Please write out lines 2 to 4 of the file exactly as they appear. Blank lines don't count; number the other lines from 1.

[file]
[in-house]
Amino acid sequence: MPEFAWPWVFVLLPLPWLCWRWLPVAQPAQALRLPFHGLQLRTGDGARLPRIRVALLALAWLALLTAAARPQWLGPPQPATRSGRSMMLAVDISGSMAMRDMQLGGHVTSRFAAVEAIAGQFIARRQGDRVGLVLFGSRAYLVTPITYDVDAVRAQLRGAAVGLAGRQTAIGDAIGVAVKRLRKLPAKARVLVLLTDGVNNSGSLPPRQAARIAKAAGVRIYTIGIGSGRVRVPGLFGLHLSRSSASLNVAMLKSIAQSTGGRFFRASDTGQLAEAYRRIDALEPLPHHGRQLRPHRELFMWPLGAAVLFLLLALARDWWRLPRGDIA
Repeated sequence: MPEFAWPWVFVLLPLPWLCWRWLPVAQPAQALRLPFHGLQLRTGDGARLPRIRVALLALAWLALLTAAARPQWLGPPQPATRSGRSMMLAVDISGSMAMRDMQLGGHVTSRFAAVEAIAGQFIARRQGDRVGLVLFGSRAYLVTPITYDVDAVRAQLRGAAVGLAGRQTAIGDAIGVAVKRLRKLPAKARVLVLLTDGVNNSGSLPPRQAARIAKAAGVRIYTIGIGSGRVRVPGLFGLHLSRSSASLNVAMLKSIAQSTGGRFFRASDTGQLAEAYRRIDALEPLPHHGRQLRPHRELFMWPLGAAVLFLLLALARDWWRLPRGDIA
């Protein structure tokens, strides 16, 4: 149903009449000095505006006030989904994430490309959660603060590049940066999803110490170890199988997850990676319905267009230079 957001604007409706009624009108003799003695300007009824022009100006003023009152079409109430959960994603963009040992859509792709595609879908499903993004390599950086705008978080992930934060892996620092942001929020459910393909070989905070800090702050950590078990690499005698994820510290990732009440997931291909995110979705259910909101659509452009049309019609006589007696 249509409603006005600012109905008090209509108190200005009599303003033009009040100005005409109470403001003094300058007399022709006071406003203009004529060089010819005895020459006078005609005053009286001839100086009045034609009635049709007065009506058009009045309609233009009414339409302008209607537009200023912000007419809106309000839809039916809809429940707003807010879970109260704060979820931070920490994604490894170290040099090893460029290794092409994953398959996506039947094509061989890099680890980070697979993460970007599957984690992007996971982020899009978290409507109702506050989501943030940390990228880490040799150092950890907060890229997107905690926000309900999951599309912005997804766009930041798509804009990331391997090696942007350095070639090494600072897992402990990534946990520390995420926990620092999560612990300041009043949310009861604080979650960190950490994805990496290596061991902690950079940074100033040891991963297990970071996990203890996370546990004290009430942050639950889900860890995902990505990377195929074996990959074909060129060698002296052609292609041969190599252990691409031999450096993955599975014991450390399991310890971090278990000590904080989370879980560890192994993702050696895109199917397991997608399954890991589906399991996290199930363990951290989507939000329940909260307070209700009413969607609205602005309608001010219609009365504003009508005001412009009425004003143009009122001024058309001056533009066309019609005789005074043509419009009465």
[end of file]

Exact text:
Amino acid sequence: MPEFAWPWVFVLLPLPWLCWRWLPVAQPAQALRLPFHGLQLRTGDGARLPRIRVALLALAWLALLTAAARPQWLGPPQPATRSGRSMMLAVDISGSMAMRDMQLGGHVTSRFAAVEAIAGQFIARRQGDRVGLVLFGSRAYLVTPITYDVDAVRAQLRGAAVGLAGRQTAIGDAIGVAVKRLRKLPAKARVLVLLTDGVNNSGSLPPRQAARIAKAAGVRIYTIGIGSGRVRVPGLFGLHLSRSSASLNVAMLKSIAQSTGGRFFRASDTGQLAEAYRRIDALEPLPHHGRQLRPHRELFMWPLGAAVLFLLLALARDWWRLPRGDIA
Repeated sequence: MPEFAWPWVFVLLPLPWLCWRWLPVAQPAQALRLPFHGLQLRTGDGARLPRIRVALLALAWLALLTAAARPQWLGPPQPATRSGRSMMLAVDISGSMAMRDMQLGGHVTSRFAAVEAIAGQFIARRQGDRVGLVLFGSRAYLVTPITYDVDAVRAQLRGAAVGLAGRQTAIGDAIGVAVKRLRKLPAKARVLVLLTDGVNNSGSLPPRQAARIAKAAGVRIYTIGIGSGRVRVPGLFGLHLSRSSASLNVAMLKSIAQSTGGRFFRASDTGQLAEAYRRIDALEPLPHHGRQLRPHRELFMWPLGAAVLFLLLALARDWWRLPRGDIA
């Protein structure tokens, strides 16, 4: 149903009449000095505006006030989904994430490309959660603060590049940066999803110490170890199988997850990676319905267009230079 957001604007409706009624009108003799003695300007009824022009100006003023009152079409109430959960994603963009040992859509792709595609879908499903993004390599950086705008978080992930934060892996620092942001929020459910393909070989905070800090702050950590078990690499005698994820510290990732009440997931291909995110979705259910909101659509452009049309019609006589007696 249509409603006005600012109905008090209509108190200005009599303003033009009040100005005409109470403001003094300058007399022709006071406003203009004529060089010819005895020459006078005609005053009286001839100086009045034609009635049709007065009506058009009045309609233009009414339409302008209607537009200023912000007419809106309000839809039916809809429940707003807010879970109260704060979820931070920490994604490894170290040099090893460029290794092409994953398959996506039947094509061989890099680890980070697979993460970007599957984690992007996971982020899009978290409507109702506050989501943030940390990228880490040799150092950890907060890229997107905690926000309900999951599309912005997804766009930041798509804009990331391997090696942007350095070639090494600072897992402990990534946990520390995420926990620092999560612990300041009043949310009861604080979650960190950490994805990496290596061991902690950079940074100033040891991963297990970071996990203890996370546990004290009430942050639950889900860890995902990505990377195929074996990959074909060129060698002296052609292609041969190599252990691409031999450096993955599975014991450390399991310890971090278990000590904080989370879980560890192994993702050696895109199917397991997608399954890991589906399991996290199930363990951290989507939000329940909260307070209700009413969607609205602005309608001010219609009365504003009508005001412009009425004003143009009122001024058309001056533009066309019609005789005074043509419009009465």